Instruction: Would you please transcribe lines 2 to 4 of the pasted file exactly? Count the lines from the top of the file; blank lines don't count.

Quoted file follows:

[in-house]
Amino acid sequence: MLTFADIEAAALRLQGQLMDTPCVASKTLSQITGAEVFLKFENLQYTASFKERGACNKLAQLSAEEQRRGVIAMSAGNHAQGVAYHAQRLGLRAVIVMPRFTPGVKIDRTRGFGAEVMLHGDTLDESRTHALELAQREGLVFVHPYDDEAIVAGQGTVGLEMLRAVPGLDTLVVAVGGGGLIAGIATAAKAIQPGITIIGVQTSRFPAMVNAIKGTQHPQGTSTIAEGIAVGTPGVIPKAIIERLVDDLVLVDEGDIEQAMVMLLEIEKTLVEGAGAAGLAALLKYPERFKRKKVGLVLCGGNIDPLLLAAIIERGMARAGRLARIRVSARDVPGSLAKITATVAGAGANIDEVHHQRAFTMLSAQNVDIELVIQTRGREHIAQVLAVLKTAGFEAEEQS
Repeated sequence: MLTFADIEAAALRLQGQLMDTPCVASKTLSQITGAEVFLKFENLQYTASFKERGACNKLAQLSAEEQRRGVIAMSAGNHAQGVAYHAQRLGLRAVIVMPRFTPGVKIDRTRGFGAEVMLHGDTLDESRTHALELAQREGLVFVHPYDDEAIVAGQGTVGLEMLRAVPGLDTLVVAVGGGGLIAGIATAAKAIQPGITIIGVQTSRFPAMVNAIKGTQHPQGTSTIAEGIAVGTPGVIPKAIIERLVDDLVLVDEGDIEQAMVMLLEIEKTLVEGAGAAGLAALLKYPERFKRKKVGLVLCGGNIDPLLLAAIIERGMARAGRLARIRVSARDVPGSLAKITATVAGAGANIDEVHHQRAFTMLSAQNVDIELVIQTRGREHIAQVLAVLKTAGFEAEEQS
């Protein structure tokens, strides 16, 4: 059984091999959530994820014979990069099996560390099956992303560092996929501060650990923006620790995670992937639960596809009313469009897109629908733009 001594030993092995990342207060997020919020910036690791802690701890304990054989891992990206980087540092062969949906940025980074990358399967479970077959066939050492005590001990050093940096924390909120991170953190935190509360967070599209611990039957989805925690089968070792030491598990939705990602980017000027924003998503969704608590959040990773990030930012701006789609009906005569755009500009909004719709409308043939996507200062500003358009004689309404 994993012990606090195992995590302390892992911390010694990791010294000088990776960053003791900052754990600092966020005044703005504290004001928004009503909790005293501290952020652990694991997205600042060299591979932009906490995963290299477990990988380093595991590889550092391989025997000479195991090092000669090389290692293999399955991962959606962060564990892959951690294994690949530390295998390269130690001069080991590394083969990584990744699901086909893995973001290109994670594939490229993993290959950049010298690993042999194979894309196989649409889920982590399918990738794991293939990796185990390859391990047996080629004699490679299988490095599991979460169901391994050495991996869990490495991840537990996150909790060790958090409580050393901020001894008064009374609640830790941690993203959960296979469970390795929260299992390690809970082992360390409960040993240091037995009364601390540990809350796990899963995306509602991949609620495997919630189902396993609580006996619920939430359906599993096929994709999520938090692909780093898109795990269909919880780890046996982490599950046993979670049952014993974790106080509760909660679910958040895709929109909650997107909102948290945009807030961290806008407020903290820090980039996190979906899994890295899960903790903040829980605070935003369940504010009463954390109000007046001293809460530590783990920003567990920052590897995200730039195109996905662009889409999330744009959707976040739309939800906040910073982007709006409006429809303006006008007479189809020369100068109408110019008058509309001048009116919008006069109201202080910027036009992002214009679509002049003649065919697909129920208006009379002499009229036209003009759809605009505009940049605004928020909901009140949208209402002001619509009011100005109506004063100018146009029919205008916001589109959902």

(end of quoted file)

Amino acid sequence: MLTFADIEAAALRLQGQLMDTPCVASKTLSQITGAEVFLKFENLQYTASFKERGACNKLAQLSAEEQRRGVIAMSAGNHAQGVAYHAQRLGLRAVIVMPRFTPGVKIDRTRGFGAEVMLHGDTLDESRTHALELAQREGLVFVHPYDDEAIVAGQGTVGLEMLRAVPGLDTLVVAVGGGGLIAGIATAAKAIQPGITIIGVQTSRFPAMVNAIKGTQHPQGTSTIAEGIAVGTPGVIPKAIIERLVDDLVLVDEGDIEQAMVMLLEIEKTLVEGAGAAGLAALLKYPERFKRKKVGLVLCGGNIDPLLLAAIIERGMARAGRLARIRVSARDVPGSLAKITATVAGAGANIDEVHHQRAFTMLSAQNVDIELVIQTRGREHIAQVLAVLKTAGFEAEEQS
Repeated sequence: MLTFADIEAAALRLQGQLMDTPCVASKTLSQITGAEVFLKFENLQYTASFKERGACNKLAQLSAEEQRRGVIAMSAGNHAQGVAYHAQRLGLRAVIVMPRFTPGVKIDRTRGFGAEVMLHGDTLDESRTHALELAQREGLVFVHPYDDEAIVAGQGTVGLEMLRAVPGLDTLVVAVGGGGLIAGIATAAKAIQPGITIIGVQTSRFPAMVNAIKGTQHPQGTSTIAEGIAVGTPGVIPKAIIERLVDDLVLVDEGDIEQAMVMLLEIEKTLVEGAGAAGLAALLKYPERFKRKKVGLVLCGGNIDPLLLAAIIERGMARAGRLARIRVSARDVPGSLAKITATVAGAGANIDEVHHQRAFTMLSAQNVDIELVIQTRGREHIAQVLAVLKTAGFEAEEQS
């Protein structure tokens, strides 16, 4: 059984091999959530994820014979990069099996560390099956992303560092996929501060650990923006620790995670992937639960596809009313469009897109629908733009 001594030993092995990342207060997020919020910036690791802690701890304990054989891992990206980087540092062969949906940025980074990358399967479970077959066939050492005590001990050093940096924390909120991170953190935190509360967070599209611990039957989805925690089968070792030491598990939705990602980017000027924003998503969704608590959040990773990030930012701006789609009906005569755009500009909004719709409308043939996507200062500003358009004689309404 994993012990606090195992995590302390892992911390010694990791010294000088990776960053003791900052754990600092966020005044703005504290004001928004009503909790005293501290952020652990694991997205600042060299591979932009906490995963290299477990990988380093595991590889550092391989025997000479195991090092000669090389290692293999399955991962959606962060564990892959951690294994690949530390295998390269130690001069080991590394083969990584990744699901086909893995973001290109994670594939490229993993290959950049010298690993042999194979894309196989649409889920982590399918990738794991293939990796185990390859391990047996080629004699490679299988490095599991979460169901391994050495991996869990490495991840537990996150909790060790958090409580050393901020001894008064009374609640830790941690993203959960296979469970390795929260299992390690809970082992360390409960040993240091037995009364601390540990809350796990899963995306509602991949609620495997919630189902396993609580006996619920939430359906599993096929994709999520938090692909780093898109795990269909919880780890046996982490599950046993979670049952014993974790106080509760909660679910958040895709929109909650997107909102948290945009807030961290806008407020903290820090980039996190979906899994890295899960903790903040829980605070935003369940504010009463954390109000007046001293809460530590783990920003567990920052590897995200730039195109996905662009889409999330744009959707976040739309939800906040910073982007709006409006429809303006006008007479189809020369100068109408110019008058509309001048009116919008006069109201202080910027036009992002214009679509002049003649065919697909129920208006009379002499009229036209003009759809605009505009940049605004928020909901009140949208209402002001619509009011100005109506004063100018146009029919205008916001589109959902």